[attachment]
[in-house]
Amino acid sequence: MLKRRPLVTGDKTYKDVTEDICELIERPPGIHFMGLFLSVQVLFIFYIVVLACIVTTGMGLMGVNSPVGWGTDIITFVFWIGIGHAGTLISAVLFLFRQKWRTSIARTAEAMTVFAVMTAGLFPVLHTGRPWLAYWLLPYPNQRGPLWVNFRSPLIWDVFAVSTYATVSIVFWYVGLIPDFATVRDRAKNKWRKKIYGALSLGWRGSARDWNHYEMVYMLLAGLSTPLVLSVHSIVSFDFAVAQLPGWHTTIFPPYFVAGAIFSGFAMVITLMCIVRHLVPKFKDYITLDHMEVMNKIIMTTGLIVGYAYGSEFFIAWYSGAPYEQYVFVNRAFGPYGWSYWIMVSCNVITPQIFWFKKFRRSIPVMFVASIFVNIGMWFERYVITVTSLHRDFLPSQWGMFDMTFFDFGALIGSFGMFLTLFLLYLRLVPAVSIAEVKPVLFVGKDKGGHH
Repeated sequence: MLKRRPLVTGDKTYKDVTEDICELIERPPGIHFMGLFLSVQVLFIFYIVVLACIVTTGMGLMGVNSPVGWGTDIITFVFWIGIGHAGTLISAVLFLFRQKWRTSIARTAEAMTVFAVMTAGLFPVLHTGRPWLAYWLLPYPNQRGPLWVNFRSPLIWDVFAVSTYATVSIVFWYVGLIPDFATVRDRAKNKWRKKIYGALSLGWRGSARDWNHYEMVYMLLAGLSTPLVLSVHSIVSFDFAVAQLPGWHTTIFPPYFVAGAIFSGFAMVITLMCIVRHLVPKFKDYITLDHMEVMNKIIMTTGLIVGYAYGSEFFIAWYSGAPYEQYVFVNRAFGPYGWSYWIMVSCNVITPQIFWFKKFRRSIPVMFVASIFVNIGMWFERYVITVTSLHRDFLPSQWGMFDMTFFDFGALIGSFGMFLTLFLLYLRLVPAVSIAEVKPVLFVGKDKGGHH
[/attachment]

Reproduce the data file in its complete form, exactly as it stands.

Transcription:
[in-house]
Amino acid sequence: MLKRRPLVTGDKTYKDVTEDICELIERPPGIHFMGLFLSVQVLFIFYIVVLACIVTTGMGLMGVNSPVGWGTDIITFVFWIGIGHAGTLISAVLFLFRQKWRTSIARTAEAMTVFAVMTAGLFPVLHTGRPWLAYWLLPYPNQRGPLWVNFRSPLIWDVFAVSTYATVSIVFWYVGLIPDFATVRDRAKNKWRKKIYGALSLGWRGSARDWNHYEMVYMLLAGLSTPLVLSVHSIVSFDFAVAQLPGWHTTIFPPYFVAGAIFSGFAMVITLMCIVRHLVPKFKDYITLDHMEVMNKIIMTTGLIVGYAYGSEFFIAWYSGAPYEQYVFVNRAFGPYGWSYWIMVSCNVITPQIFWFKKFRRSIPVMFVASIFVNIGMWFERYVITVTSLHRDFLPSQWGMFDMTFFDFGALIGSFGMFLTLFLLYLRLVPAVSIAEVKPVLFVGKDKGGHH
Repeated sequence: MLKRRPLVTGDKTYKDVTEDICELIERPPGIHFMGLFLSVQVLFIFYIVVLACIVTTGMGLMGVNSPVGWGTDIITFVFWIGIGHAGTLISAVLFLFRQKWRTSIARTAEAMTVFAVMTAGLFPVLHTGRPWLAYWLLPYPNQRGPLWVNFRSPLIWDVFAVSTYATVSIVFWYVGLIPDFATVRDRAKNKWRKKIYGALSLGWRGSARDWNHYEMVYMLLAGLSTPLVLSVHSIVSFDFAVAQLPGWHTTIFPPYFVAGAIFSGFAMVITLMCIVRHLVPKFKDYITLDHMEVMNKIIMTTGLIVGYAYGSEFFIAWYSGAPYEQYVFVNRAFGPYGWSYWIMVSCNVITPQIFWFKKFRRSIPVMFVASIFVNIGMWFERYVITVTSLHRDFLPSQWGMFDMTFFDFGALIGSFGMFLTLFLLYLRLVPAVSIAEVKPVLFVGKDKGGHH